The old quarters of Stralsund and Wismar exemplify established Hanseatic towns during the trading alliance’s 14th century heyday.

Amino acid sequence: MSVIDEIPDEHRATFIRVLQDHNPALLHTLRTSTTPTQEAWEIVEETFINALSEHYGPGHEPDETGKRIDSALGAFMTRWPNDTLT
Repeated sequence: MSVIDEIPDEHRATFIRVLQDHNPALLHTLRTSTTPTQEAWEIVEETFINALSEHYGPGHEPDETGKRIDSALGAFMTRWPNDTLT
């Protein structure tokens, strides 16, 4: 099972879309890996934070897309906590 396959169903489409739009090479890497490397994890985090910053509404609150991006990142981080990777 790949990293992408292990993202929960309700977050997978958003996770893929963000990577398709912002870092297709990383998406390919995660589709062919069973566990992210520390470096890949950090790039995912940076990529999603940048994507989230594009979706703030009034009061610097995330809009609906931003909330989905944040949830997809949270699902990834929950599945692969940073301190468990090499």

The medieval layouts of both town centres have remained largely unchanged and illustrate how maritime trading towns were set up under Lübeck law. The architectural heritage, consisting of many outstanding individual buildings, documents the political importance and extraordinary wealth of these Baltic trading ports in the Middle Ages. Wismar is the only Hanseatic town of this size on the southern Baltic to have been preserved virtually intact. Stralsund’s unique island location, between the Strela Sound and a number of lakes dammed up in the 13th century, emphasises the medieval character of its town centre. The ensemble of six monumental brick-built churches provides a remarkable cross-section of the famous ecclesiastical architecture of both Hanseatic towns.